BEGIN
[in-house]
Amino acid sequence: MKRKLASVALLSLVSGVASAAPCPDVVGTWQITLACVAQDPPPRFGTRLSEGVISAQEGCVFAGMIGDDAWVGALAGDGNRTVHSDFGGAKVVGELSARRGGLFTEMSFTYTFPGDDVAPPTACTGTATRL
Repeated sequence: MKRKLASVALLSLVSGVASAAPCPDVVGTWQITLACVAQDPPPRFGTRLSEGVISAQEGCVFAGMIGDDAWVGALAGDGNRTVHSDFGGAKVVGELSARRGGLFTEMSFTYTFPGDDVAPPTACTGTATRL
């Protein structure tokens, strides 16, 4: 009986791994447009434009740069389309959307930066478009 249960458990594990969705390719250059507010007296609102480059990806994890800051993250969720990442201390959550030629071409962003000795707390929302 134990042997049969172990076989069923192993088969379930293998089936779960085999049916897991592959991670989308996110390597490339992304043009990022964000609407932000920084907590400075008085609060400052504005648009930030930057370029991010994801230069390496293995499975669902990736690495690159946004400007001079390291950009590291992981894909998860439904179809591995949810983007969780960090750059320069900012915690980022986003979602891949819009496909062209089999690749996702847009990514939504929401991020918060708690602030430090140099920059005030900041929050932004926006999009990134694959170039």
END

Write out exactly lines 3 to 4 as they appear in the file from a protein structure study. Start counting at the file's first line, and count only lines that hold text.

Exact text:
Repeated sequence: MKRKLASVALLSLVSGVASAAPCPDVVGTWQITLACVAQDPPPRFGTRLSEGVISAQEGCVFAGMIGDDAWVGALAGDGNRTVHSDFGGAKVVGELSARRGGLFTEMSFTYTFPGDDVAPPTACTGTATRL
């Protein structure tokens, strides 16, 4: 009986791994447009434009740069389309959307930066478009 249960458990594990969705390719250059507010007296609102480059990806994890800051993250969720990442201390959550030629071409962003000795707390929302 134990042997049969172990076989069923192993088969379930293998089936779960085999049916897991592959991670989308996110390597490339992304043009990022964000609407932000920084907590400075008085609060400052504005648009930030930057370029991010994801230069390496293995499975669902990736690495690159946004400007001079390291950009590291992981894909998860439904179809591995949810983007969780960090750059320069900012915690980022986003979602891949819009496909062209089999690749996702847009990514939504929401991020918060708690602030430090140099920059005030900041929050932004926006999009990134694959170039």